Some patients benefit from constant monitoring to help keep them safe, such as critical care patients or those at risk of falling. Most organizations, however, don’t have enough nurses to monitor each of these patients around the clock, and when nurses aren’t in the room, a patient might remove an IV or try to get out of bed, which can lead to dangerous falls.
The Ohio State University Wexner Medical Center implemented a remote patient monitoring program in Epic to allow nurses to keep an eye on at-risk patients in between rounds. Patients who consent to the program stay in inpatient rooms equipped with video cameras and microphones. Nurses can monitor up to six patients at a time and speak to patients through microphones to help keep them safe. If patients at risk of falling start getting out of bed, for example, the nurse can ask if the patient needs help.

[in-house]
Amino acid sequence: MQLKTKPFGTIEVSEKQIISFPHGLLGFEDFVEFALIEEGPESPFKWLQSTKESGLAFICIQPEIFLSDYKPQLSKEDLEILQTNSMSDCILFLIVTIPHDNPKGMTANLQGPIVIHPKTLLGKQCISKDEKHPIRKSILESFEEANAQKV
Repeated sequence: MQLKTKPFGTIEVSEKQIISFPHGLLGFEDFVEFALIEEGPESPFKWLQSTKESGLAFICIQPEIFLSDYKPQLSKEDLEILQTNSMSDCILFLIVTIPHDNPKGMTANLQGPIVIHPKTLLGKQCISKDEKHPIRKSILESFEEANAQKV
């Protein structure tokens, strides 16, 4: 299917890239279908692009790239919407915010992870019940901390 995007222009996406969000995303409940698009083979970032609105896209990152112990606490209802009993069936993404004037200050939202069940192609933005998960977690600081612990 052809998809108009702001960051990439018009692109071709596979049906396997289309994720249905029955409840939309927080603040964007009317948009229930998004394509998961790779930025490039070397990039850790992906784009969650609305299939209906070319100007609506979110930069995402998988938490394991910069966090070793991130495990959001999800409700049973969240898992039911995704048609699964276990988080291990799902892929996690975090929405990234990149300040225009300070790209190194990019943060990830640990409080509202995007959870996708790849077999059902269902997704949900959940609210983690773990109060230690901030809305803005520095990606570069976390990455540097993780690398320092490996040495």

Patients in the program and their families felt more at ease knowing that a nurse was watching, and the monitoring program led to several patient care improvements. OSUWMC saw a reduction in falls, and nurses were able to identify and respond to several types of problems more quickly, such as swallowing issues, respiratory compromise, and seizures.